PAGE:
In 1986 his first book, Love. Medicine & Miracles was published. This event redirected his life. In 1989 Peace, Love & Healing and in 1993 How To Live Between Office Visits followed. He is currently working on other books with the goal of humanizing medical education and medical care, as well as, empowering patients and teaching survival behavior to enhance immune system competency. Bernie’s realization that we all need help dealing with the difficulties of life, not just the physical ones, led to Bernie writing his fourth book in 1998 Prescriptions for Living. It helps people to become aware of the eternal truths and wisdom of the sages through Bernie’s stories and insights rather than wait a personal disaster. He wants to help people fix their lives before they are broken, and thus not have to become strong at the broken places. Published in 2003 are Help Me To Heal to empower patients and their caregivers and 365 Prescriptions For The Soul, in 2004 a children’s book about how difficulties can become blessings, Smudge Bunny, in 2005 101 Exercises For The Soul and out in the Fall of 2006 a prescriptions for parenting book Love, Magic & Mud Pies. Published in 2008 Buddy’s Candle, for children of all ages, related to dealing with the loss of a loved one, be it a pet or parent, and published in 2009 Faith, Hope & Healing with inspiring survivor stories and my reflections about what they teach us. Also out is Words Swords, my poetry and chance to write and react with your own. In the Fall of 2011 A Book of Miracles was published with amazing stories and my comments. In September 2013 my latest book The Art of Healing was published containing 60 drawings by patients and what they reveal.. Out in November of 2015 Love, Animals & Miracles containing heartwarming inspiring and informative stories about life.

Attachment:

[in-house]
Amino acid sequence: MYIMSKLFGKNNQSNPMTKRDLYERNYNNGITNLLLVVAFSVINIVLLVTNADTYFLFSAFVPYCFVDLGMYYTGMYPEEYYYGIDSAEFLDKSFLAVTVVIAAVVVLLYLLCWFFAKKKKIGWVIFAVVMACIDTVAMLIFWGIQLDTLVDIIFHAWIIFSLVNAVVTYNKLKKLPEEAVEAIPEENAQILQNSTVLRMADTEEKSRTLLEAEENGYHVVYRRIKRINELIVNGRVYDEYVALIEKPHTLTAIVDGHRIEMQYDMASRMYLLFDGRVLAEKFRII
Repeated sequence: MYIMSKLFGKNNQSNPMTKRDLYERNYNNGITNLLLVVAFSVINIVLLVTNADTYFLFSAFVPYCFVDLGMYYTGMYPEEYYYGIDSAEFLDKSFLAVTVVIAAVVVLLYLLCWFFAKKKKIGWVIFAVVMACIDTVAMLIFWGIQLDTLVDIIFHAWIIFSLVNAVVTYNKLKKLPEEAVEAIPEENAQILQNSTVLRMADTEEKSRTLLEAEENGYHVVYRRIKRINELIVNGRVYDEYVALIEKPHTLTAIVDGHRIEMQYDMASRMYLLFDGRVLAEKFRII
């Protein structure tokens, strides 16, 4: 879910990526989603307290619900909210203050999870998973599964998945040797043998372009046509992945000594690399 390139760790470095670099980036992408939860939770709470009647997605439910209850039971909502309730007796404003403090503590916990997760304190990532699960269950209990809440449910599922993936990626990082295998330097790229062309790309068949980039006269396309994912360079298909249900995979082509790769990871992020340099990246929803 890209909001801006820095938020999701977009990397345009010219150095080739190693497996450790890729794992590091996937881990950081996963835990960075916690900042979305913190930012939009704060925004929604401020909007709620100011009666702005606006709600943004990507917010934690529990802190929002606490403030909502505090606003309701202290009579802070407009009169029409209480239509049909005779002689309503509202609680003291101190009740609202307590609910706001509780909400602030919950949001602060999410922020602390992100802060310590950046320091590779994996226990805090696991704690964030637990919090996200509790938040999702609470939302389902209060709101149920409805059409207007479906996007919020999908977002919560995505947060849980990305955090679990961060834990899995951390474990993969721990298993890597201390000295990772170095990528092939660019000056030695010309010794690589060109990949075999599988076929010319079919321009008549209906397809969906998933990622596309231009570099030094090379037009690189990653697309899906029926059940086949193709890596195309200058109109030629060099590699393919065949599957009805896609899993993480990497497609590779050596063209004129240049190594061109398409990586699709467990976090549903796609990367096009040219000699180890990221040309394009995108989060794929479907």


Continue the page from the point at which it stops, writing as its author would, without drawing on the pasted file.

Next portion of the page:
For more details is www.BernieSiegelMD.com.
“Physicians are trained basically to do two things: One is to do things to people to make them well, and the other is to not allow anyone to die.”
SIEGEL: Physicians are trained basically to do two things: One is to do things to people to make them well, and the other is to not allow anyone to die. But everybody dies some day. Therefore, the system is a failure system. It also sets people up for failure by turning them away from true healing. Healings outside the system are considered to be miraculous or spontaneous, not something you can learn from or teach. The system requires that the physician do things to people, rather than allowing people to participate in their own healing. If a patient gets well, the physician is wonderful or the disease is well-behaved. It doesn’t have to do with the patient accomplishing anything. There is no room in this system for self-induced healing. The physician is given the full burden, so that when anybody dies or does not get well, the physician feels like a failure.
TLM: In your work at the university, how does your approach to teaching differ from the conventional approach?
SIEGEL: I try to make people aware that illness is not just a coincidence. Physicians should help patients correlate life changes with the onset of the illness. There is a reason for the occurrence of the illness, whether it’s appendicitis, cancer, or a heart attack. If you have lived with your appendix for twenty years, why do you have appendicitis this week? I try to get people to look at such issues, to look at what the disease means to an individual. I also want people to be aware that the part of the body that is ill is symbolic and can be of great significance.
I talk to people when they are anesthetized or in a coma, because I am trying to deal with the unconscious. And I make the people around me aware that patients have options. People do choose to die or get well when we tell them what’s happening and give them permission to choose.
I am also trying to create a role model that will allow others to do some of the things I am doing. I am not asking them to be me, and I am not saying I am better than they are. I’m not trying to create conflicts. I am simply saying there are other issues we need to look at.